Reporting Sexual Assault: What The Clery Act Doesn’t Tell Us
When Jeanne Clery began her college search, her parents, Howard and Connie Clery, were most concerned about their daughter’s safety. Their two sons had attended Tulane University without issue, and Jeanne almost enrolled at the New Orleans school. But news that a female student had been murdered off-campus greatly concerned the Clery parents. Jeanne soon decided to attend Lehigh University in Bethlehem, Pennsylvania, instead. The rural setting and proximity to her home appeared to be much safer than Tulane.
It was at Lehigh University that Jeanne was killed.
Police said Josoph Henry, a sophomore at Lehigh, brutalized Clery by raping and sodomizing her, crushing her esophagus with a metal coil until she was lifeless. Her body sustained bite marks and injuries from a smashed bottle. He bloviated about the murder to his friends shortly after, his victim’s belongings now in his possession. Clery’s parents were horrified by the nature of their daughter’s passing.
“Most Americans saw [the space shuttle] Challenger splinter into a billion pieces,” Connie Clery told People Magazine in 1990. “That’s what happened to our hearts.”
But they were also appalled by the security lapses at Lehigh—Henry passed through the entrance to Clery’s dorm with ease, where the doors should should have been locked but were propped open with pizza boxes for convenience. And the school suffered a spike in violent crime (including rape, robbery and assault) prior to and during Clery’s enrollment, which her parents were unaware of because the data was only available through the FBI (and not easily accessible since the internet did not exist yet). Henry himself had lost a job because of “violent behavior,” and on one occasion hurtled a rock through a girl’s window.
With money won from a lawsuit settlement with Lehigh, the Clerys embarked on a campaign to systemically change campus safety and transparency. This culminated in the passing of the Clery Act in 1990, which required all colleges and universities that receive federal funding to make on-campus crime statistics available to the public. The US Department of Education collects the data and schools now post annual reports online that include their crime statistics.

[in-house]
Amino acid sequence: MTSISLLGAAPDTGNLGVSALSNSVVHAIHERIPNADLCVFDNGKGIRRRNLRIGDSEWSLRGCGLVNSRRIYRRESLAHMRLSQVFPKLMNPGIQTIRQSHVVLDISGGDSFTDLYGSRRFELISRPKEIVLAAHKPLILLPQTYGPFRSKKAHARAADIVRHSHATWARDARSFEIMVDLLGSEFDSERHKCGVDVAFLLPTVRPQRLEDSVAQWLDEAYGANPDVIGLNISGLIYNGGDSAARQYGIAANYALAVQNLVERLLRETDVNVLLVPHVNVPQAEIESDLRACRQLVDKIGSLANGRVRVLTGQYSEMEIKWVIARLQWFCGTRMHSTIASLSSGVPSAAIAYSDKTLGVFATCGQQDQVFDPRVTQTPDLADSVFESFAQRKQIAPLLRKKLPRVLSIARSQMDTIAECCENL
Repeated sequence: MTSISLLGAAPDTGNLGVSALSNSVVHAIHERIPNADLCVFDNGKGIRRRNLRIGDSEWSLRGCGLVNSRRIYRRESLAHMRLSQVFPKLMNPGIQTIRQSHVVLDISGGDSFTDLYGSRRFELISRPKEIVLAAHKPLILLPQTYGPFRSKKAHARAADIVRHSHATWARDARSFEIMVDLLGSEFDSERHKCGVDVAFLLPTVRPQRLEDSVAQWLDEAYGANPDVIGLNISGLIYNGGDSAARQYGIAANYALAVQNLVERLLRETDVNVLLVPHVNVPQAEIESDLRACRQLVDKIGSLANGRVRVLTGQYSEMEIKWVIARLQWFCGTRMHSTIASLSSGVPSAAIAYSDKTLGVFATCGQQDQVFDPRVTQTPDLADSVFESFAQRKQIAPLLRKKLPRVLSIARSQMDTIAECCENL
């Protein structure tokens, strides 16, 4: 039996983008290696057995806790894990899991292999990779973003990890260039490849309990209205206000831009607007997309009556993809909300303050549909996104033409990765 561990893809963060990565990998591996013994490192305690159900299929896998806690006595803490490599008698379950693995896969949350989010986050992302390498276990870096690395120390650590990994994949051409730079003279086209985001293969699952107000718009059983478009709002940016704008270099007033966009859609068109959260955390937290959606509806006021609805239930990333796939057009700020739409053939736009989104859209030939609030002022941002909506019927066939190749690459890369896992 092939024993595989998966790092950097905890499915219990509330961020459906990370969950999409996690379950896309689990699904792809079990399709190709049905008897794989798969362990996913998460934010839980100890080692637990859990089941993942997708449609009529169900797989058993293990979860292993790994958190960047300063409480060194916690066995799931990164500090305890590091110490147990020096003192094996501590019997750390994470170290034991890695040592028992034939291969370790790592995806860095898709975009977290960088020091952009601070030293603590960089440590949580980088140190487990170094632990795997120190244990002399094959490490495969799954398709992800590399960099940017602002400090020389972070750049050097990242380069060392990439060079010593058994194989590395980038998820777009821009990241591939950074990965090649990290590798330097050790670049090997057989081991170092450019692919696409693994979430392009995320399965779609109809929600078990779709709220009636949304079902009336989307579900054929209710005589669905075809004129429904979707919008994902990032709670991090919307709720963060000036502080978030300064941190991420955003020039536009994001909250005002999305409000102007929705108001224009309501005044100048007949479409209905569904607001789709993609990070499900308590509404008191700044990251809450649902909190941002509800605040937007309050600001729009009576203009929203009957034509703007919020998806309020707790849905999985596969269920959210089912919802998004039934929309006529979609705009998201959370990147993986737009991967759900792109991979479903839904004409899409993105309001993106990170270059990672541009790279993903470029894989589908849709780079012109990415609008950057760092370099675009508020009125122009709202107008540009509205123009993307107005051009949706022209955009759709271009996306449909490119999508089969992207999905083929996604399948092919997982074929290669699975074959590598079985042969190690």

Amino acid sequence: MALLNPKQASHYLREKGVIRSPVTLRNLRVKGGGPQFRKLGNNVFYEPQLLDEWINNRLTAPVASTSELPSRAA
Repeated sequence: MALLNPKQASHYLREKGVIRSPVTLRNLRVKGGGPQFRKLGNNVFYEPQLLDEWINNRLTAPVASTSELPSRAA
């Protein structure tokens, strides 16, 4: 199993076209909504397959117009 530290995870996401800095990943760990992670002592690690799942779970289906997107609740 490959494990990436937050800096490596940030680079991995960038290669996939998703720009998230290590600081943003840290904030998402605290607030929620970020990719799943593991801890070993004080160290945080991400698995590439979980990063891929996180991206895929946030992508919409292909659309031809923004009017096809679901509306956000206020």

More than 25 years later, a new kind of movement is sweeping college campuses across the country. Rape culture is facing unprecedented scrutiny as survivors and advocates demand institutions to hold perpetrators accountable. According to one study, nearly one in five females will be sexually assaulted during their time at college. While prospective families may have a resource to try and assess the safety of any school, Clery Act data has been fed through a prism of cultural and institutional variables. Those forces effectively work in concert to dramatically distort and minimize the magnitude of sexual assault on college campuses. One in five female students may be assaulted, but a tiny fraction of those crimes are being recorded in Clery reports.
Sylvia Spears, Vice President of Diversity and Inclusion at Emerson College, says Clery data is reliably unreliable.
“While the intention of the Clery Act is really important and it holds institutions’ feet to the fire, to a certain extent, it’s not enough because there are too many variables that allow the data to fall through or not get counted,” she said. “The Clery ends up to be a snapshot, a little bit of an indicator of climate more than actual sexual assault—which is not its intention.”
If anything, Clery Act data on sexual assault may allow administrators to believe their school is impervious to power-based violence. One survey showed college presidents believe rape is prevalent nationwide—just not on their own campuses.
When Spears began her job at Emerson in 2012, she said, she asked an administrator about how the school handles such cases. Their response?
“Sexual assault is not an issue at Emerson. It’s not an issue for us. We might get one, two reports a year.”
And according to Clery data, that administrator would be right. In 2012, Emerson College reported only one instance of rape. A year later, the figure jumped to nine and several students filed a complaint with the U.S. Department of Education’s Office for Civil Rights (OCR). The office is responsible for enforcing federal laws that prohibit discrimination in programs that receive federal funding. Complaints are usually filed based on practices outlawed in Titles IX (sex discrimination) and VI (racial discrimination). Students alleged Emerson’s lackluster response to sexual assault cases violated Title IX. But Emerson is not alone: As of July 2015, 124 colleges are under investigation for Title IX violations due to their handling of sexual assault cases.
In a ranking of forcible sex offense rates among Massachusetts higher education institutions, small, liberal arts schools appear to dominate.
At the top of the list in 2014 (the most recent year data is available) is Bard College at Simon’s Rock, an early college program on a rural campus tucked away in the southwest corner of Massachusetts. Forcible sex offenses surged there from one report in 2013 to nine the next year.